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This chapter is from the book

This chapter is from the book

31.7 Distribution

Once the program has been completed, it must be distributed. Distribution involves placing the program in a repository where it cannot be altered except by authorized people, and from which it can be retrieved and sent to the intended recipients. This requires a policy for distribution. Specific factors to be considered are as follows.

  1. Who can use the program? If the program is licensed to a specific organization, or to a specific host, then each copy of the program that is distributed must be tied to that organization or host so it cannot be redistributed or pirated. This is an originator controlled policy.68 One approach is to provide the licensee with a secret key and encipher the software with the same key. This prevents redistribution without the licensee’s consent, unless the attacker breaks the cryptosystem or steals the licensee’s key.69

  2. How can the integrity of the master copy be protected? If an attacker can alter the master copy, from which distribution copies are made, then the attacker can compromise all who use the program.

  • EXAMPLE: The program tcp wrappers provides host-level access control for network servers. It is one of the most widely used programs in the UNIX community. In 1996, attackers broke into the site from which that program could be obtained [2238]. They altered the program to allow all connections to succeed. More than 50 groups obtained the program before the break-in was detected.

Part of the problem is credibility. If an attacker can pose as the vendor, then all who obtain the program from the attacker will be vulnerable to attack. This tactic undermines trust in the program and can be surprisingly hard to counter. It is analogous to generating a cryptographic checksum for a program infected with a computer virus.70 When an uninfected program is obtained, the integrity checker complains because the checksum is wrong. In our example, when the real vendor contacts the duped customer, the customer usually reacts with disbelief, or is unwilling to concede that his system has been compromised.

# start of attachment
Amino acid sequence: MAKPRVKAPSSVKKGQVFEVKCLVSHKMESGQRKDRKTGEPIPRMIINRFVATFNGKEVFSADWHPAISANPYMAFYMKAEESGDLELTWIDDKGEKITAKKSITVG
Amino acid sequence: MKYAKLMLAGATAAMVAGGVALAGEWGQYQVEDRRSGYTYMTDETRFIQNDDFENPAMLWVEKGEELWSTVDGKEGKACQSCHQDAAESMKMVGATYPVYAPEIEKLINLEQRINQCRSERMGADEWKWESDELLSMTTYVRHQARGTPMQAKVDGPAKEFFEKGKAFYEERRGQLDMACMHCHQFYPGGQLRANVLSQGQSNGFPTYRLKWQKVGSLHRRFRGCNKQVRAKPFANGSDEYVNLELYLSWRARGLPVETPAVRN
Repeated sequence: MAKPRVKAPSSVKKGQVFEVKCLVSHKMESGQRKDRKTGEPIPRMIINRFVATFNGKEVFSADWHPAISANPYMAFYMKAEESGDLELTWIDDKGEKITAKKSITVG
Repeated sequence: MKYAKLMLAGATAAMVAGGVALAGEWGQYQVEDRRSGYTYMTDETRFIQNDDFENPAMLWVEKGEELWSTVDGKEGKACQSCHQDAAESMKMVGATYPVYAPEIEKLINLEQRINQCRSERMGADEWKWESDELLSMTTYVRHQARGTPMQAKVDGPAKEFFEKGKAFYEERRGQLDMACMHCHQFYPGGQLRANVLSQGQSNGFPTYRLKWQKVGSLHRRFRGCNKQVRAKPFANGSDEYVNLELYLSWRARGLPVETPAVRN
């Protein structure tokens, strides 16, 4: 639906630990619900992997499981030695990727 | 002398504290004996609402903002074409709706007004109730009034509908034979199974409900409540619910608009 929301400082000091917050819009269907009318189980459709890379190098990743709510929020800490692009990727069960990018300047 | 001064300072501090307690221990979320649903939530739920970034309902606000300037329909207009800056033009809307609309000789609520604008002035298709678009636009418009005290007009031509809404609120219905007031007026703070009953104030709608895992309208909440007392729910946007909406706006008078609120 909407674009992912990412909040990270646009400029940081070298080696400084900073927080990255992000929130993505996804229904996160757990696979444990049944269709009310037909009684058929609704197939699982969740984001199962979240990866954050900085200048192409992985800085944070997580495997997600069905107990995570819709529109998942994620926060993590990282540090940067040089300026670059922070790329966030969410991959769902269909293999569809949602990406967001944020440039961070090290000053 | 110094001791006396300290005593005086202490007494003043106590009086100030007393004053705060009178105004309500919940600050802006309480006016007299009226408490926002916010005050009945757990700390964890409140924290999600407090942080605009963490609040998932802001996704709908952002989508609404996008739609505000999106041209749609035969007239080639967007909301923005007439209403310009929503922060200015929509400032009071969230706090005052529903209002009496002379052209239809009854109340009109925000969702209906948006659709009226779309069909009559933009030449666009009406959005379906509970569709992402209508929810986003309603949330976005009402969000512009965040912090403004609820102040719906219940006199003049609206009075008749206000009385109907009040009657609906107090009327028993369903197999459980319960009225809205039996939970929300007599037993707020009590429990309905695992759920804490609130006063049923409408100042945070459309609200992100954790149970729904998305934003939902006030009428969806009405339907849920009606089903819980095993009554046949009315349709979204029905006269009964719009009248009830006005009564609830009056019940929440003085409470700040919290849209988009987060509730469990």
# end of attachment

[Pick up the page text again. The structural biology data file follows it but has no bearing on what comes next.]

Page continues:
1. How can the availability of the program be ensured? If the program is sent through a physical medium, such as a read-only DVD, availability is equivalent to the availability of mail or messenger services between the vendor and the buyer. If the program is distributed through electronic means, however, the distributor must take precautions to ensure that the distribution site is available. Denial of service attacks such as SYN flooding may hamper the availability.

Like a program, the distribution is controlled by a policy. All considerations that affect a security policy affect the distribution policy as well.

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